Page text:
Shirin Ebadi: Yes, naturally. Because I am a lawyer, I like to talk about the role of law, but law should only be one step ahead of the culture of a society in order to bring improvement and progress. In other words, the rule of law should serve to improve society - and for that very reason it can only be one step ahead. That is why laws that are more than one step ahead get wasted, they remain on paper. For that reason, those rewriting laws must have excellent knowledge of their society and make sure they do not set unattainable goals.
Deniz Kandiyoti: As a human rights lawyer I imagine you endorse the gender equality goals set out in international standard setting instruments. Do you believe that it is possible to close the gap between the rights accorded to women in universal human rights frameworks and the current legal frameworks of Muslim countries?
Shirin Ebadi: Yes, but this can only be a gradual process. Take a society like Bahrain or Libya where polygamy is commonplace. How can you change that law overnight and ban polygamy outright? The first step is to pass a law that stresses that the Qur'an foresees this practice only when absolute justice can be established among spouses, and justice does not only consist of money and material support but also love and care. Therefore, polygamy could remain with more stringent conditions and the woman whose husband gets another wife should have the right to get a divorce. This is not an ideal law, in fact it is a long way from being ideal. But it is the first step. These limitations can condition society and make it more receptive to accept further changes. If they want to change that law overnight, a lot of men will get married anyway and won’t record it, and the women will remain silent. I repeat: we can write a law overnight, but what would be the fate of this law? Would it find favour among the people? The duty of a lawyer is to know the society well that it is writing the law for, and at the same time bear all the human rights criteria in mind in order to steer the society in that direction.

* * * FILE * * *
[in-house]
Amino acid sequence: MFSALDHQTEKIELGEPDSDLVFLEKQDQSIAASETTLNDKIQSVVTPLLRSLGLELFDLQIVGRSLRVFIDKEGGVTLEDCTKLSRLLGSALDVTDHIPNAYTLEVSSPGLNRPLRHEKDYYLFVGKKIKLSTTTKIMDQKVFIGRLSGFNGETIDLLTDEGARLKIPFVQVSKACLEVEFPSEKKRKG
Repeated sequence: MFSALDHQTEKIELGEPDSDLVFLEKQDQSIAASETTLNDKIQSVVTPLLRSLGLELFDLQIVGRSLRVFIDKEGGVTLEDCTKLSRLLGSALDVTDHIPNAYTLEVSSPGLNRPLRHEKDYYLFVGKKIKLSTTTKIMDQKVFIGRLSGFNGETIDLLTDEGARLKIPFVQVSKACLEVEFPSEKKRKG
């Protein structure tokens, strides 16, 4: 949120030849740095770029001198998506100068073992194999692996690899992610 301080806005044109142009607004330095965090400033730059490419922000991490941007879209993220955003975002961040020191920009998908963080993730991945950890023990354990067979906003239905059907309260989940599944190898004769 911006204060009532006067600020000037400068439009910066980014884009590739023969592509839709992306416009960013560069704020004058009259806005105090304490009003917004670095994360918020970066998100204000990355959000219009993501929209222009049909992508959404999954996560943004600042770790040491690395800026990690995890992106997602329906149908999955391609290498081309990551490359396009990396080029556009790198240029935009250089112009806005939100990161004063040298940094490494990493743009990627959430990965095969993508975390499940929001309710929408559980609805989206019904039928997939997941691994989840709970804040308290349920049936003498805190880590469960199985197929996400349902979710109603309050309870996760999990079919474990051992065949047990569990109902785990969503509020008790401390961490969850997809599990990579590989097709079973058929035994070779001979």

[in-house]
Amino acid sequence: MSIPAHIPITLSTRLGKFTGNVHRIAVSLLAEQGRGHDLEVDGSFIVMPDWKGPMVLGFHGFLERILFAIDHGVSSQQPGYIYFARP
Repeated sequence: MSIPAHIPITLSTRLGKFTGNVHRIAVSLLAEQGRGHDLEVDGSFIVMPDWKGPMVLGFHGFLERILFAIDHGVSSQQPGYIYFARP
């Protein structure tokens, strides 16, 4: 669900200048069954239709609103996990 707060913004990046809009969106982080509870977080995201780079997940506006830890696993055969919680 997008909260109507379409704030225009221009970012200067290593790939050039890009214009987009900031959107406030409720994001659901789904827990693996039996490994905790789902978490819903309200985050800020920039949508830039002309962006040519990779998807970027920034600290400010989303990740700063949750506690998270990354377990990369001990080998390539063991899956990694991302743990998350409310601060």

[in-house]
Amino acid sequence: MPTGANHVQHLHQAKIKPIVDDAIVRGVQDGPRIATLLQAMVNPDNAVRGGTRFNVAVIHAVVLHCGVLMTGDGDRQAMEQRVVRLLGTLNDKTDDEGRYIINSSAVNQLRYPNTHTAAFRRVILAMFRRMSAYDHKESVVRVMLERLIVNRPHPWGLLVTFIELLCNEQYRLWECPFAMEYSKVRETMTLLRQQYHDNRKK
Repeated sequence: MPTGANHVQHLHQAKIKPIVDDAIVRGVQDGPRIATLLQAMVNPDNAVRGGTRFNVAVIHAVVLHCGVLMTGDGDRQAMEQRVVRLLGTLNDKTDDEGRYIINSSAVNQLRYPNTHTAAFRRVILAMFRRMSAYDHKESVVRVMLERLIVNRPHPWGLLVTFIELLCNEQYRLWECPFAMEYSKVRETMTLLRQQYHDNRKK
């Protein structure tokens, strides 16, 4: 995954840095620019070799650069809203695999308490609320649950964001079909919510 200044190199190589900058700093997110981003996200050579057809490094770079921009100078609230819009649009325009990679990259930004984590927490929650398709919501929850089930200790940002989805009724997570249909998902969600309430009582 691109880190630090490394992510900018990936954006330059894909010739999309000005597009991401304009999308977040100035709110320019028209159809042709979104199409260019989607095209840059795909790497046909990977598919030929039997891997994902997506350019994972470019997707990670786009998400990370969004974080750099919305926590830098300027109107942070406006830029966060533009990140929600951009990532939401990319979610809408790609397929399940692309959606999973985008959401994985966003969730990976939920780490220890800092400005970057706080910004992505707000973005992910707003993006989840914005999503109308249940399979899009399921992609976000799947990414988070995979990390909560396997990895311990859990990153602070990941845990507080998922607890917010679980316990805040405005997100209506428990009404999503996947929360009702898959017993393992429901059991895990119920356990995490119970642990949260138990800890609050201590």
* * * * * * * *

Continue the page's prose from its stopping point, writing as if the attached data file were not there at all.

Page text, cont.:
Deniz Kandiyoti: When you say “society” is not ready, do you actually mean men are not ready? Do you think that many women would object to a law restricting or banning polygamy?
Shirin Ebadi: Yes, polygamy is dangerous but men like it! Let me ask you a question: where does patriarchy come from? Does a man only learn it from his father? Has he not seen that his mother has obeyed and that her reaction was to go and cry quietly? Unfortunately, one of the bearers of patriarchal cultures are women, even though they are the victims of it. I compare this to haemophilia, a genetic illness passed from mother to son. Patriarchal culture is conveyed in the same way from mother to son. My argument is: don’t treat human beings as victims but tell them it is their responsibility to fight this culture. When you see women only as victims, you forget their responsibility.